Nine predictions for 2021 from tech to finance. #1 the big tech/SPAC/bitcoin bubble unwinds.
After a momentous 2020, 2021 will represent a pullback in many dimensions such as tech valuations, cloud/eCommerce/telework penetration, and Asian vs. Europe/USA growth. Not because the trends have reverted, but rather because 2020 pushed them forward so dramatically that they will revert slightly to the trend line. Simultaneously, other areas like COVID, Big Tech regulatory action, Cyber, and Europe’s role will see a significant change. Finally, we will have to wait another year for the next iPhone moment and substantive action on our time’s problems.
Three trends will pull back after accelerating in 2020. Not because the underlying trend has stopped, but instead because COVID accelerated them far beyond the trendline.
- The Big Bubble unwinds. Tech markets, SPACs, and bitcoin are all seeing unparalleled bull markets. The underlying thesis is very similar for all. The government is printing money like crazy and driving interest rates to zero. Investors need a safe asset against inflation with good returns. Tech is the future, so tech is safe at any price. It also appreciates double digits, so it is too good an investment to pass on. We have seen this story before: real estate (several times), tech (2001), synthetic CDOs (2008), investment trusts (1929), portfolio insurance (1989), Nifty Fifty (the early 1970s), Tulips (the 1630s). The outcome is always the same. Once appreciation stops, investors get second thoughts and start selling. Once prices fall, the asset class is not safe, so the whole investment thesis collapses. Tech, especially SaaS, is undoubtedly very valuable. However, nothing is worth buying at any price. CISCO went public in 1990 at a $224 million valuation. With the internet, it became clear it was going to be a lot more valuable. Markets took it to over $500 billion in 2001, an x2000. Now, 20 years later, it is worth ~$200 billion, an x1000. CISCO was much more valuable, just not that last x2 valuable (small detail for the people who lost 80% of their investments from 2000 to 2002).
- Cloud, eCommerce, and telework stall. COVID has turbocharged cloud, eCommerce, and Telework. As things return to normal, there will be a slight pullback in 2021 vs. 2020. Still, the genie is out of the bottle, and we can expect tremendous growth over the next decade, just not next year.
- The West grows faster than Asia. Europe and the US have done a terrible job of controlling the pandemic when compared to Asia. Consequently, they have had significant GDP declines. The flip side is that in 2021 growth will seem faster in Europe and the US vs. Asia as they go back to normal. It is a blip. Asia will continue to outperform for the rest of the decade.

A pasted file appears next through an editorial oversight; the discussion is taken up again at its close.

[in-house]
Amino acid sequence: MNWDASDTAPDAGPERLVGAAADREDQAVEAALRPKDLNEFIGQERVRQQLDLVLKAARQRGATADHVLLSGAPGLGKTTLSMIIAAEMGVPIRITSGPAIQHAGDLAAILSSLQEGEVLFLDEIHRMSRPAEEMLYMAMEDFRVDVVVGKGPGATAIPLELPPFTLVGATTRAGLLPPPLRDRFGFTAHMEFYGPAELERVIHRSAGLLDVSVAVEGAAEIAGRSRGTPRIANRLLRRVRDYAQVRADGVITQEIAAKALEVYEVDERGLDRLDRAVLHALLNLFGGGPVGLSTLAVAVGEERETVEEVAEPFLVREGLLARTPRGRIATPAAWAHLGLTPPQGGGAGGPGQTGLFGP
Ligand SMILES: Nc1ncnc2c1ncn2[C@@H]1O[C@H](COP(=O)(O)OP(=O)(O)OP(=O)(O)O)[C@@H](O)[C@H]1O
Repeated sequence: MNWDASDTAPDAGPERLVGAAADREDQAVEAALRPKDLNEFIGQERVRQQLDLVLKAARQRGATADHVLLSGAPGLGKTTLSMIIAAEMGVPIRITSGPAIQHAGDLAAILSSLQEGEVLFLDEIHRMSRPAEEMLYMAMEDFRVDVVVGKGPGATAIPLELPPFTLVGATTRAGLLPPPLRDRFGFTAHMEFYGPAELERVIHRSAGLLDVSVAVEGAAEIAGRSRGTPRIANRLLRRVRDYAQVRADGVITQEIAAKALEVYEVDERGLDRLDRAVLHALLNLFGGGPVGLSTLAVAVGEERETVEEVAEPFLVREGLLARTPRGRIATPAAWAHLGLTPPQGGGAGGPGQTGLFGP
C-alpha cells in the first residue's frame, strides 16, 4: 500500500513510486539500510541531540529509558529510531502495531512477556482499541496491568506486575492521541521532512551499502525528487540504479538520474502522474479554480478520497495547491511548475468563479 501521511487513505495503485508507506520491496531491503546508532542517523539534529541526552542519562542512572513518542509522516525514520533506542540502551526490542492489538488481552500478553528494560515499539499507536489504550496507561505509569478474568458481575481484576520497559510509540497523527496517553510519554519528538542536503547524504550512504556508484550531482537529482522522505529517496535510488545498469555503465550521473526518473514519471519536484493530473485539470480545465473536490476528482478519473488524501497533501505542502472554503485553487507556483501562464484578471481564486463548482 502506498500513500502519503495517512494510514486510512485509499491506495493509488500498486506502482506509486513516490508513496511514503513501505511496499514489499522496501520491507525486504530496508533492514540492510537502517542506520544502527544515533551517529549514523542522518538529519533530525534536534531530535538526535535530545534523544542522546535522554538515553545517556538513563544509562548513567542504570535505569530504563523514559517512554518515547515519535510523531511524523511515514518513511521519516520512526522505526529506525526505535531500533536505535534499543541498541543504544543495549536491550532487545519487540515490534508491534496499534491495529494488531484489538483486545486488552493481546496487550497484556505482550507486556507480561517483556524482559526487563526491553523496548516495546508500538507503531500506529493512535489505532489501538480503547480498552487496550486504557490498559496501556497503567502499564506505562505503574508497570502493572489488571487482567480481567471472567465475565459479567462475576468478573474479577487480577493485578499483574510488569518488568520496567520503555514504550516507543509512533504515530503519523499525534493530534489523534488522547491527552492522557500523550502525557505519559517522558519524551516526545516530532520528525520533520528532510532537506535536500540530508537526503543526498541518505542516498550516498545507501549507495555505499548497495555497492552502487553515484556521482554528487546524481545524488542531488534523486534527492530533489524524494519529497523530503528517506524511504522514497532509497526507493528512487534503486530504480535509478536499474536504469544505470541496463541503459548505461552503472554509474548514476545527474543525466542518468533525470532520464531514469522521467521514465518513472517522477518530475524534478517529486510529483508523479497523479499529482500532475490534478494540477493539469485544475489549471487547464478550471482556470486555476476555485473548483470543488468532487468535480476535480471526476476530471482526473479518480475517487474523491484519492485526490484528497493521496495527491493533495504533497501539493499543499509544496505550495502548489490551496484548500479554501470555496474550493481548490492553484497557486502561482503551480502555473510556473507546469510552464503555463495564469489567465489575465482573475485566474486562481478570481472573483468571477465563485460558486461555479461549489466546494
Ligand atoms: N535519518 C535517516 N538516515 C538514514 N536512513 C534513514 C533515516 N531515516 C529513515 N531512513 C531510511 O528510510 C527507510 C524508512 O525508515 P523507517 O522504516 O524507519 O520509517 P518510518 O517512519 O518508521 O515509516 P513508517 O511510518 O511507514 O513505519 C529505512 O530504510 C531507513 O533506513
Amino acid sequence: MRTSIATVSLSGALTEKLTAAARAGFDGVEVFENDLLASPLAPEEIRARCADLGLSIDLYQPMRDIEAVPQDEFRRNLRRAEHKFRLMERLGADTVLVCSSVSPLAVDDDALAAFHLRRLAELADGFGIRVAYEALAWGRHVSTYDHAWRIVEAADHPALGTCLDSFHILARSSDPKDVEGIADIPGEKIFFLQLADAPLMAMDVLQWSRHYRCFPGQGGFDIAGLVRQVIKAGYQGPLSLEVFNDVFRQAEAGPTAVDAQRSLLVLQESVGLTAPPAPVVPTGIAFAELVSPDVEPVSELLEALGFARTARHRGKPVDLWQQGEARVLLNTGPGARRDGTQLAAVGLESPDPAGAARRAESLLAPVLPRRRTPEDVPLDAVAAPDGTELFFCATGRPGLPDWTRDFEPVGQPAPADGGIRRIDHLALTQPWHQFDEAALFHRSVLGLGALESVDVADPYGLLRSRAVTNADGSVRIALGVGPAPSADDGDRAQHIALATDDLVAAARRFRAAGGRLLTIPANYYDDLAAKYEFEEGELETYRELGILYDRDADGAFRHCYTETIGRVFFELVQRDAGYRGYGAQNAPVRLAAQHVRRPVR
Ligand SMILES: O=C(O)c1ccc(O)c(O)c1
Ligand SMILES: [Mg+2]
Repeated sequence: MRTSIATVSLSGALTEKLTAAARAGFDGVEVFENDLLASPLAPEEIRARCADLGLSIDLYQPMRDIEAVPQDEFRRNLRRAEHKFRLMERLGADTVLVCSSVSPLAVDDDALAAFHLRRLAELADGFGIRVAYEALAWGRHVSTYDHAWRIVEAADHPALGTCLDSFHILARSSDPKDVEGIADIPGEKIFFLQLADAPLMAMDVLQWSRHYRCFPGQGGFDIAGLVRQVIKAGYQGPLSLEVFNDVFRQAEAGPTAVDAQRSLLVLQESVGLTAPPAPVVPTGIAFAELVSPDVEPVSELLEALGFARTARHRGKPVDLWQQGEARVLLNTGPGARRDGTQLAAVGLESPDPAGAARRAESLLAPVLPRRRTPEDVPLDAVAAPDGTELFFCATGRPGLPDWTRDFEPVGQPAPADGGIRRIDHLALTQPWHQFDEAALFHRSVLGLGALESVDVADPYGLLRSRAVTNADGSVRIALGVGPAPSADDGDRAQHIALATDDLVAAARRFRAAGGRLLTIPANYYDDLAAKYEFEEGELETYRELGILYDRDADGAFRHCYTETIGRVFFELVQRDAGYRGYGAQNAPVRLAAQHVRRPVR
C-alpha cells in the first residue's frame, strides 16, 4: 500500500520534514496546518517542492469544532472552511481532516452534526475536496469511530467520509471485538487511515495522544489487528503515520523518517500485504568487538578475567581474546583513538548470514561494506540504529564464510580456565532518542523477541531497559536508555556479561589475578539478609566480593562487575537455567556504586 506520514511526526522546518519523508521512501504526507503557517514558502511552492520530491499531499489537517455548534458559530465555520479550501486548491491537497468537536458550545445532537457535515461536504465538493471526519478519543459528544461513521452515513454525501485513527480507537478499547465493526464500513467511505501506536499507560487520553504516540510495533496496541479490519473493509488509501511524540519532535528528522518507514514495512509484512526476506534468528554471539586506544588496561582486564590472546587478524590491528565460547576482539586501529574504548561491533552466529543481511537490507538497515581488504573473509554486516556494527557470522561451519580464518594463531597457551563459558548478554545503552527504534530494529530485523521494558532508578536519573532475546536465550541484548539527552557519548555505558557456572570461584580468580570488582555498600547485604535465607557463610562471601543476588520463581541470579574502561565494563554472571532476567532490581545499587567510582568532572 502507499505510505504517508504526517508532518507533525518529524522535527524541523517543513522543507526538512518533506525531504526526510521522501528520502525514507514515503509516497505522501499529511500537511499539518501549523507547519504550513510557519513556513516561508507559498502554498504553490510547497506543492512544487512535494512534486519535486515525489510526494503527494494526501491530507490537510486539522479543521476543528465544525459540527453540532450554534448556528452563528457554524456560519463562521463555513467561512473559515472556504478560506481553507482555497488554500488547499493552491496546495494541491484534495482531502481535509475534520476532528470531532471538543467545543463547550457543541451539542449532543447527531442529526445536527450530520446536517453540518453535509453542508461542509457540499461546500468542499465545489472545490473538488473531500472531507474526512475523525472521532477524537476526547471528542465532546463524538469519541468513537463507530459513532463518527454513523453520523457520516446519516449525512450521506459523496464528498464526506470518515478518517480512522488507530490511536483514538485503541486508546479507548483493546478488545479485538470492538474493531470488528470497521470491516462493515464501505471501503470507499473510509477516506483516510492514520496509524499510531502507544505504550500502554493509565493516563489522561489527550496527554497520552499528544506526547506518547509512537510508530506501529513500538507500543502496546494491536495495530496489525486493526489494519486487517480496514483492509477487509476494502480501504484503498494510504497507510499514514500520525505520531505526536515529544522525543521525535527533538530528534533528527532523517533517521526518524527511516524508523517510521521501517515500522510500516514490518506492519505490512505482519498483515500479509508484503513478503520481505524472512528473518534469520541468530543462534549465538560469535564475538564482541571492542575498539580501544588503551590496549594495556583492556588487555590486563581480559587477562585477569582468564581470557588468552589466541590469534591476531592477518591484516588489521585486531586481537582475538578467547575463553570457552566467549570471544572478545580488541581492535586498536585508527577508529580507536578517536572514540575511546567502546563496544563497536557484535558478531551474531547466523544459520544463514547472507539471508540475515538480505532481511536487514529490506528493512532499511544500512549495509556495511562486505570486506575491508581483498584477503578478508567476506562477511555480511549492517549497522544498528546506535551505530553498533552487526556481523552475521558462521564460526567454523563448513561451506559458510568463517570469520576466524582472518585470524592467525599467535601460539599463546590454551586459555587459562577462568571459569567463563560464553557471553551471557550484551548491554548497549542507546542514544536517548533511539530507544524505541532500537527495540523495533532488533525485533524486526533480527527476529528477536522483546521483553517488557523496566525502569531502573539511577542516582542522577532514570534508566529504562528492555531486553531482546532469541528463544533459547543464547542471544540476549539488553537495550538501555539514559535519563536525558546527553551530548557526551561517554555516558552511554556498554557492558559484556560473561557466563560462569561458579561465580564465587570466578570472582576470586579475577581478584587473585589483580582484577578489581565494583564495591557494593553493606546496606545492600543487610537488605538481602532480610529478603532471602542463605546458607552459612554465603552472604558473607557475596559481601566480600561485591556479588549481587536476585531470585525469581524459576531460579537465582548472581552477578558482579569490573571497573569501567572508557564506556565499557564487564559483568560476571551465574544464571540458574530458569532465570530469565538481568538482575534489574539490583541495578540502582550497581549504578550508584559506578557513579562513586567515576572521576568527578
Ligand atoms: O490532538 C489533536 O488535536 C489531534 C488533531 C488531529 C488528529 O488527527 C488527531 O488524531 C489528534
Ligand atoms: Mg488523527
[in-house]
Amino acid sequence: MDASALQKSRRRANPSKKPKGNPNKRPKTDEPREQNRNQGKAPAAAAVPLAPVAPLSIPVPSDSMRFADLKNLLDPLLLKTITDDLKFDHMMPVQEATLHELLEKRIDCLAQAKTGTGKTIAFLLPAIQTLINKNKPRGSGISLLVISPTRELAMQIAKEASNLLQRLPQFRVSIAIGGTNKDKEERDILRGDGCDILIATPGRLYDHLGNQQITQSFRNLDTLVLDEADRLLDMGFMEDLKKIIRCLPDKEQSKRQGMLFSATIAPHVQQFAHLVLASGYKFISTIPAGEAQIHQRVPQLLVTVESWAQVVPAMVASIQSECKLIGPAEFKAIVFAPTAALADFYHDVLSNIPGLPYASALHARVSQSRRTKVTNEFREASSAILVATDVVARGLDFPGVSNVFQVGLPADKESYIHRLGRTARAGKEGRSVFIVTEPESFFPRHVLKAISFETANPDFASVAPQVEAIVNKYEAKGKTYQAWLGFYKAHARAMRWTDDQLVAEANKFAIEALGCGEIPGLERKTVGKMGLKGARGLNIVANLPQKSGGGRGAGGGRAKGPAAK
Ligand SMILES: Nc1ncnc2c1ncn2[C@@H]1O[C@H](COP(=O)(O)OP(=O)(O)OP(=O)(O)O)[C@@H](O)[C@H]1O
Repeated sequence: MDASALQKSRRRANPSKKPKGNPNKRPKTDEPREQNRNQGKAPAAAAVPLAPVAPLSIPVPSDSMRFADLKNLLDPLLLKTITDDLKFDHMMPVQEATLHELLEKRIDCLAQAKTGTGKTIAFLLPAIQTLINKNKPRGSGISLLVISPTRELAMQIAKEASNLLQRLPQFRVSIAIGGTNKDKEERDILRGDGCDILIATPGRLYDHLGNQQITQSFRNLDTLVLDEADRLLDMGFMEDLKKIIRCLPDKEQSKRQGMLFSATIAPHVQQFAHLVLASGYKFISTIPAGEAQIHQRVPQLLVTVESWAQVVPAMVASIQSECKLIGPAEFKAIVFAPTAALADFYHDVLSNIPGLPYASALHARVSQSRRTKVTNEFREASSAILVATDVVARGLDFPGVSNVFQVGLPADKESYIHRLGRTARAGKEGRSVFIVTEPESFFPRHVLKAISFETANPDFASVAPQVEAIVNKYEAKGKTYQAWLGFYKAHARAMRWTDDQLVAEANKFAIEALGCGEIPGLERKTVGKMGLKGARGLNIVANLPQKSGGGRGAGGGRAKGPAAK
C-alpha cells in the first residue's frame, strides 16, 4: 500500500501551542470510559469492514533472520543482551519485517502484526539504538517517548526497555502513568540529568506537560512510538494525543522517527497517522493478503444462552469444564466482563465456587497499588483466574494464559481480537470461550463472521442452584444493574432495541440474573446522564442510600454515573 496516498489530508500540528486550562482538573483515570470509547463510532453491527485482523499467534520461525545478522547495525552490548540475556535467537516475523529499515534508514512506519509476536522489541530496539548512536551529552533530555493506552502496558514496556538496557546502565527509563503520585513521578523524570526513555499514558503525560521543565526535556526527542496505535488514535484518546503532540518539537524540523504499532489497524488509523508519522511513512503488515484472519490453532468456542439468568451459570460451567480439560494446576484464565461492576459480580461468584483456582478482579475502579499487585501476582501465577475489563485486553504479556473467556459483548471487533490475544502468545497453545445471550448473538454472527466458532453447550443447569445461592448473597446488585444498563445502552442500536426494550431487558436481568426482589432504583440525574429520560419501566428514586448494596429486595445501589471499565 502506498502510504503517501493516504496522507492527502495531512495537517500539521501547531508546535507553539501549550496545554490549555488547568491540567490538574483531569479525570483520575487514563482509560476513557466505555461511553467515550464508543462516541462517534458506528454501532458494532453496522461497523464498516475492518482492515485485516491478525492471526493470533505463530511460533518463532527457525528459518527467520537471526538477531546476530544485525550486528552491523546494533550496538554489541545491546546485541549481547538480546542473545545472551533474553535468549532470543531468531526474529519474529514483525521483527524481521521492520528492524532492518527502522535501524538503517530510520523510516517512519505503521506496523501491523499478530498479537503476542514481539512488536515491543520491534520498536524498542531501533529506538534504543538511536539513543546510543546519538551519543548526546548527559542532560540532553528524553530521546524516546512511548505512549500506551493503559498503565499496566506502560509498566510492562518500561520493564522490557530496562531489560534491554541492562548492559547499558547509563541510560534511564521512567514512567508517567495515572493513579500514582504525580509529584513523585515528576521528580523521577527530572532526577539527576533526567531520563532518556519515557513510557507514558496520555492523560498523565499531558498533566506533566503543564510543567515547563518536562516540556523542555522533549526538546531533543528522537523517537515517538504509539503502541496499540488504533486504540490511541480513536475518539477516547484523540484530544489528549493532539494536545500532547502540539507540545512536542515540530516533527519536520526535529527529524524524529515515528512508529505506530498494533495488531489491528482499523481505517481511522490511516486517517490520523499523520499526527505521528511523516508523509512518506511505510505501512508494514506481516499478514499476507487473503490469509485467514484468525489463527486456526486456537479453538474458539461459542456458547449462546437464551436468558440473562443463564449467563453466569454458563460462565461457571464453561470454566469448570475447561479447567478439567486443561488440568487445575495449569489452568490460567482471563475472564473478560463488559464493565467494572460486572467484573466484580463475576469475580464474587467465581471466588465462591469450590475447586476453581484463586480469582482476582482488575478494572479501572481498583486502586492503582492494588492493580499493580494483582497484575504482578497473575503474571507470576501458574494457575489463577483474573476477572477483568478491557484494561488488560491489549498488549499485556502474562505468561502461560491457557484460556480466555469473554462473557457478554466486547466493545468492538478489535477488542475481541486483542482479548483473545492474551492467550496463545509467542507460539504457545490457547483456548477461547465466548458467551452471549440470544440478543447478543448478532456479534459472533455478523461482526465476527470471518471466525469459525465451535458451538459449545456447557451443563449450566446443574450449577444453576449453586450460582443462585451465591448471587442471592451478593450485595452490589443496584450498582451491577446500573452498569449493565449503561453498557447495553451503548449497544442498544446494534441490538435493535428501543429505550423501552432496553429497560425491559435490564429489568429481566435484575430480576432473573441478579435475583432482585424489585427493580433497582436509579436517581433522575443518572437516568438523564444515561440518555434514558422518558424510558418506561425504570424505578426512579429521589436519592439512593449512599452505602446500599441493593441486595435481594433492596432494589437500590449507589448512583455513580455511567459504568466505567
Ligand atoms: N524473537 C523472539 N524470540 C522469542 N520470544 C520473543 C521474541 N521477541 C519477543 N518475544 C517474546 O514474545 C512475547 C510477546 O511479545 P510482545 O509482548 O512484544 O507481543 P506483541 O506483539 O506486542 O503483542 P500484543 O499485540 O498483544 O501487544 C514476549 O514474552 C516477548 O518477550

Other changes have started in 2020 and will shape 2021, transforming how we live and see the world.
- COVID goes away. With vaccines available, COVID will go away in 2021. Things will return to normal quickly. No one was wearing a mask or social distancing in 1920. No one will, at the end of 2021, with the pandemic under control.
- Big Tech on the back foot strategically. Big Tech’s reckoning has started. It will take several years, but the stage is set. Regulation and anti-trust action will level the playing field. No single industry or group of companies can be allowed to dominate the world. Governments have managed to avoid it since the railroad robber barons in the 1880s. Big Tech will not be any different. It is still difficult to picture a world in which Big Tech won’t control everything, but it is a matter of time.
- Cyber is considered weapons-grade serious. The US government hack through Solar Winds is the equivalent of a digital Pearl Harbor. We can expect a severe reaction across the world. Cyber is the new equivalent of panzer warfare and needs to be taken seriously at the highest government levels.
- Europe finds its footing. With Brexit behind it, we can expect Europe to regain the initiative. France and Germany seem aligned to push the union forward. The Digital Markets and Services Acts are great places to start, with strong obligations to create a level playing field in the digital domain. Regaining digital sovereignty, rekindling economic opportunity, and managing the migration crisis should be the priorities.
Two of the things I would very much like to happen won’t happen for another year.
- No iPhone moment. Since the tenth anniversary of the iPhone, pundits have been waiting for the next iPhone moment in tech. The next change of platform. Is it AR glasses? Ready Player One-style VR? Apple’s autonomous car? Quantum computing? Cryptokittens? It will happen in the 2020s, just not in 2021. I am intrigued to see what that turns out to be.
- No substantive action on climate change, inequality, or cloud democracy. The clock is ticking, but acting is too complicated. Only a real crisis will put our most significant challenges at the center. COVID has shown us that we can tackle them, but trying to play the ostrich and see if they disappear by themselves is too appealing.